May 13, 2014 Leave a comment
Heads up Astrophotographers, Canon is no longer the best camera in terms of image quality in astrophotography. Today, we, the Nikon Hackers, are first able to extract the real, authentic RAW image from the Nikon D7000. The last hurdle towards serious astro-imaging. Especially for people doing narrow band where background is very dark. It will also promise greater bias and dark calibration.
This is an exciting moment, for me as an amateur astronomer at least. Here’s a quick peak of the dark frame image.
Here’s the image straight out of the camera. The DSP engine is still treating 0 as black point thus it’s pink on the screen. The histogram also looks weird due to its X-axis is gamma corrected for JPEG preview.
Average will now be brought back to around 600ADU, the setting for on sensor black level.
As for image quality, Sony Exmor CMOS has far less readout noise and FPN compared to Canon. Dark current is also in the range of 0.15eps stablized under room temperature. Under a typical winter condition, dark current is so low and comparable to cooled CCDs.
Now 2 options are available to get sensor data without any pre-processing. One, get the firmware patch called “True dark current”. The drawback is camera will not use calibrated data. Gr and Gb pixels will not be at the same conversion gain. And currently it is only for D5100 and D7000 as we don’t have time to dig into the assembly codes for other DSLR models. Second option is to get my “Dark Current Enable Tool”. The downside is it’s only transient. Camera will return to normal once power cycled or metering system went asleep.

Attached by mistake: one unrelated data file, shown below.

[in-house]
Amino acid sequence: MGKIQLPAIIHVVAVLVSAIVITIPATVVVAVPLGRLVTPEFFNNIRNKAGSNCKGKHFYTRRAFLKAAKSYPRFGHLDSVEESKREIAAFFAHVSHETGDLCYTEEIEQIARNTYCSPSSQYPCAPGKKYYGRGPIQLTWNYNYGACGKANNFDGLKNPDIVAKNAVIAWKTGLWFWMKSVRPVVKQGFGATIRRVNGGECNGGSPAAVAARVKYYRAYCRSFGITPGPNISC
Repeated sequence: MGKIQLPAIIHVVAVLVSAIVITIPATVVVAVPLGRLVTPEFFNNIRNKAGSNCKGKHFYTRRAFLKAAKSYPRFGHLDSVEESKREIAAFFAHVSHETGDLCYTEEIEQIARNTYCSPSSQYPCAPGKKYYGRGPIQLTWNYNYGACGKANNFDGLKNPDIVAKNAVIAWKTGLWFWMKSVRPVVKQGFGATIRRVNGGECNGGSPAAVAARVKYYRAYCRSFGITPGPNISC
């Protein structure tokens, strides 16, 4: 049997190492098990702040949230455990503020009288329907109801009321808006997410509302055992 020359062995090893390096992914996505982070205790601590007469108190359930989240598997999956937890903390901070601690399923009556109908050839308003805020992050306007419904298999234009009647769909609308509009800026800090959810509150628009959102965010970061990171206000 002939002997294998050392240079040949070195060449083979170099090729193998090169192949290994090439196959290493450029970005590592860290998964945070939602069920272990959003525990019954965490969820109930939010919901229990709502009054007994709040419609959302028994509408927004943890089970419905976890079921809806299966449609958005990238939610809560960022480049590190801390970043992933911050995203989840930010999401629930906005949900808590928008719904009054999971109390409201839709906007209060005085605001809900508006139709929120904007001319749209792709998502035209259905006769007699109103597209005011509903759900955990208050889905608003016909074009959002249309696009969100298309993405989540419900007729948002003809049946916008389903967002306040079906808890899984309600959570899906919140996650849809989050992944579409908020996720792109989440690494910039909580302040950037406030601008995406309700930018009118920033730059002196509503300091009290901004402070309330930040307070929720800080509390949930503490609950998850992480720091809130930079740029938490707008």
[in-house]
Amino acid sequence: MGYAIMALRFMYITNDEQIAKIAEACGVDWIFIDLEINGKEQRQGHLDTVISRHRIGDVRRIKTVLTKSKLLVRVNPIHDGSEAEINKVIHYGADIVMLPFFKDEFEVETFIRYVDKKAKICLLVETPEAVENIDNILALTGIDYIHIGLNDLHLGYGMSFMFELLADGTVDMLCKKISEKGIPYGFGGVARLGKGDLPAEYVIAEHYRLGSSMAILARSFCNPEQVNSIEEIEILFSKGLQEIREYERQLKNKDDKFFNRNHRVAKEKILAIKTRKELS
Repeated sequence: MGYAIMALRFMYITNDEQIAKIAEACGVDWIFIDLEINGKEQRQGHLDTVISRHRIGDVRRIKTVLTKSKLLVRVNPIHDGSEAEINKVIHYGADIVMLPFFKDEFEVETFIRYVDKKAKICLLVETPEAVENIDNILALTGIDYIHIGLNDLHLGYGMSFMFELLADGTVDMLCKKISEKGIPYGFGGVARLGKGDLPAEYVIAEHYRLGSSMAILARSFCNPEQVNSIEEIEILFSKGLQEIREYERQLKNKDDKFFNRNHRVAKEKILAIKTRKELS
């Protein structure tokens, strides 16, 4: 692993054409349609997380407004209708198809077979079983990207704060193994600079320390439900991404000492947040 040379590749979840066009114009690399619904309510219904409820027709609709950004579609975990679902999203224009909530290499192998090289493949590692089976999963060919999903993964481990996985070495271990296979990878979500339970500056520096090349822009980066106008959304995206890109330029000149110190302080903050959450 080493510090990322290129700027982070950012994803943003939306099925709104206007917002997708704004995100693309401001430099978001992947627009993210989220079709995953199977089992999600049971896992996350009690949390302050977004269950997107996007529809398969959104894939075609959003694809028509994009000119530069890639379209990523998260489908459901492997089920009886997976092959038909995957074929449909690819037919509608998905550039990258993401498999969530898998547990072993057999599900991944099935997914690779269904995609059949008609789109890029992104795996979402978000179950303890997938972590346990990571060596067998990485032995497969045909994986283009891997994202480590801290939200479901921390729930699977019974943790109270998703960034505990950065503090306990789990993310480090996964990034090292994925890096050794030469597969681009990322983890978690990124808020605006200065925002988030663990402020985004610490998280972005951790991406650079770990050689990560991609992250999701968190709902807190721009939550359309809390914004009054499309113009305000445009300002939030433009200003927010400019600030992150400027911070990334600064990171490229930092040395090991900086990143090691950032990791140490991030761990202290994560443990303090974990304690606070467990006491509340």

Thus if you have computer during imaging and use your camera for daylight photography, the second option will be the best. Otherwise if you travel like me, go for the first option and keep 2 copies in the smart phone. Copy the desired version with USB OTG and flash the camera with a charged battery.
We released a new firmware patch for D5100/D7000/D800, which trades a menu entry called “Color Space” into one that can activate the original sensor data. Thus you can use your DSLR during travel for both astrophotography and daily photography without the need to flash different firmware or with a computer tether. And here’s a demo: